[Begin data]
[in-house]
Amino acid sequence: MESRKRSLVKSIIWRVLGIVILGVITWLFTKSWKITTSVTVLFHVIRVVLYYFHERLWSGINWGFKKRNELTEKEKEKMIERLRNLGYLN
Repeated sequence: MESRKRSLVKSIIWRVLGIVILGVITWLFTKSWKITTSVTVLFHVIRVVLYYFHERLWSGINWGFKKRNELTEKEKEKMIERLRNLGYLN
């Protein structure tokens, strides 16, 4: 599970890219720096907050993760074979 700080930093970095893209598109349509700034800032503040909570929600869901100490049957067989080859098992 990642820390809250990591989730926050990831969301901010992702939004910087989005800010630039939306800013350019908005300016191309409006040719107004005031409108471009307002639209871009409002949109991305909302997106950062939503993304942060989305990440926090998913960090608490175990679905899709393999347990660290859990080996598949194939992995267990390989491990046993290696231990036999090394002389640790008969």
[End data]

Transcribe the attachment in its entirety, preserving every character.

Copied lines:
[in-house]
Amino acid sequence: MESRKRSLVKSIIWRVLGIVILGVITWLFTKSWKITTSVTVLFHVIRVVLYYFHERLWSGINWGFKKRNELTEKEKEKMIERLRNLGYLN
Repeated sequence: MESRKRSLVKSIIWRVLGIVILGVITWLFTKSWKITTSVTVLFHVIRVVLYYFHERLWSGINWGFKKRNELTEKEKEKMIERLRNLGYLN
């Protein structure tokens, strides 16, 4: 599970890219720096907050993760074979 700080930093970095893209598109349509700034800032503040909570929600869901100490049957067989080859098992 990642820390809250990591989730926050990831969301901010992702939004910087989005800010630039939306800013350019908005300016191309409006040719107004005031409108471009307002639209871009409002949109991305909302997106950062939503993304942060989305990440926090998913960090608490175990679905899709393999347990660290859990080996598949194939992995267990390989491990046993290696231990036999090394002389640790008969």